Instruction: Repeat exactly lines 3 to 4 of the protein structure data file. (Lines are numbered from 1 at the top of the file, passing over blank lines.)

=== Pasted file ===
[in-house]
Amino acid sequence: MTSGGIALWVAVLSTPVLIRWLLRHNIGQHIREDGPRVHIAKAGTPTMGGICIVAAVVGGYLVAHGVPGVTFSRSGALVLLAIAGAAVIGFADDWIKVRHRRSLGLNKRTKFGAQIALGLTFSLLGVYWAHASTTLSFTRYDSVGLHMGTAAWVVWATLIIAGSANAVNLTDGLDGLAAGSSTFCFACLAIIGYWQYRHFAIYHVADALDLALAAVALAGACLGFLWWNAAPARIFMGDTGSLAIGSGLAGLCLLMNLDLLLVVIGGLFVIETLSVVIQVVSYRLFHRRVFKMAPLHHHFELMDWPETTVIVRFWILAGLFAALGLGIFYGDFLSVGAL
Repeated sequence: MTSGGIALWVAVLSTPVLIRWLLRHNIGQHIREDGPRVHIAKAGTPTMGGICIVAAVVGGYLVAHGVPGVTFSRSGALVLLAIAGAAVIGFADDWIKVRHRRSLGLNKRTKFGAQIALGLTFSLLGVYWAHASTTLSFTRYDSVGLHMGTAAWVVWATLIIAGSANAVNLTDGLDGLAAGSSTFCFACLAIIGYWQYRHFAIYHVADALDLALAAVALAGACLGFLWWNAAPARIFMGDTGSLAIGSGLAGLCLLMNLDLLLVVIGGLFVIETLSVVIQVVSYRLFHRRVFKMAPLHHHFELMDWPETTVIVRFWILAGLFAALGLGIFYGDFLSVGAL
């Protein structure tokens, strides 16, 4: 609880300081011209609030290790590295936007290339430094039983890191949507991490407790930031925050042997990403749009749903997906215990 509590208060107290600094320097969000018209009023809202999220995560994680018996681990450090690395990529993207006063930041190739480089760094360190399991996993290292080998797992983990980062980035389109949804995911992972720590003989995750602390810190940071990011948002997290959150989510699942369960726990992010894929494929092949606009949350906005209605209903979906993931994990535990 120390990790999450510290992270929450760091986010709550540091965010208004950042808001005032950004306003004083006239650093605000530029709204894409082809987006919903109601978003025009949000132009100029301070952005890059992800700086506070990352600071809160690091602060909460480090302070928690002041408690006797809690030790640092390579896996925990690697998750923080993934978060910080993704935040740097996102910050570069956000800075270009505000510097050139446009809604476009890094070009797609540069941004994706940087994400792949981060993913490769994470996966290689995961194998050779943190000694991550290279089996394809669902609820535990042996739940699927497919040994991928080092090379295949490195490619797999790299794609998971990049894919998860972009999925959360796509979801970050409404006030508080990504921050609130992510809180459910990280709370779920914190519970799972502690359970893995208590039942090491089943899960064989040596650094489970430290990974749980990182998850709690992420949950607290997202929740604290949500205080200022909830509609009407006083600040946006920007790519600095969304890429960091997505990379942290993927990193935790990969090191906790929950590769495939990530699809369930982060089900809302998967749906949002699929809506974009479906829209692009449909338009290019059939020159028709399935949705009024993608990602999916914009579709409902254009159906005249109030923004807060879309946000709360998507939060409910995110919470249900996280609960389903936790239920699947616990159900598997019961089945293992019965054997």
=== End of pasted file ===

Repeated sequence: MTSGGIALWVAVLSTPVLIRWLLRHNIGQHIREDGPRVHIAKAGTPTMGGICIVAAVVGGYLVAHGVPGVTFSRSGALVLLAIAGAAVIGFADDWIKVRHRRSLGLNKRTKFGAQIALGLTFSLLGVYWAHASTTLSFTRYDSVGLHMGTAAWVVWATLIIAGSANAVNLTDGLDGLAAGSSTFCFACLAIIGYWQYRHFAIYHVADALDLALAAVALAGACLGFLWWNAAPARIFMGDTGSLAIGSGLAGLCLLMNLDLLLVVIGGLFVIETLSVVIQVVSYRLFHRRVFKMAPLHHHFELMDWPETTVIVRFWILAGLFAALGLGIFYGDFLSVGAL
């Protein structure tokens, strides 16, 4: 609880300081011209609030290790590295936007290339430094039983890191949507991490407790930031925050042997990403749009749903997906215990 509590208060107290600094320097969000018209009023809202999220995560994680018996681990450090690395990529993207006063930041190739480089760094360190399991996993290292080998797992983990980062980035389109949804995911992972720590003989995750602390810190940071990011948002997290959150989510699942369960726990992010894929494929092949606009949350906005209605209903979906993931994990535990 120390990790999450510290992270929450760091986010709550540091965010208004950042808001005032950004306003004083006239650093605000530029709204894409082809987006919903109601978003025009949000132009100029301070952005890059992800700086506070990352600071809160690091602060909460480090302070928690002041408690006797809690030790640092390579896996925990690697998750923080993934978060910080993704935040740097996102910050570069956000800075270009505000510097050139446009809604476009890094070009797609540069941004994706940087994400792949981060993913490769994470996966290689995961194998050779943190000694991550290279089996394809669902609820535990042996739940699927497919040994991928080092090379295949490195490619797999790299794609998971990049894919998860972009999925959360796509979801970050409404006030508080990504921050609130992510809180459910990280709370779920914190519970799972502690359970893995208590039942090491089943899960064989040596650094489970430290990974749980990182998850709690992420949950607290997202929740604290949500205080200022909830509609009407006083600040946006920007790519600095969304890429960091997505990379942290993927990193935790990969090191906790929950590769495939990530699809369930982060089900809302998967749906949002699929809506974009479906829209692009449909338009290019059939020159028709399935949705009024993608990602999916914009579709409902254009159906005249109030923004807060879309946000709360998507939060409910995110919470249900996280609960389903936790239920699947616990159900598997019961089945293992019965054997």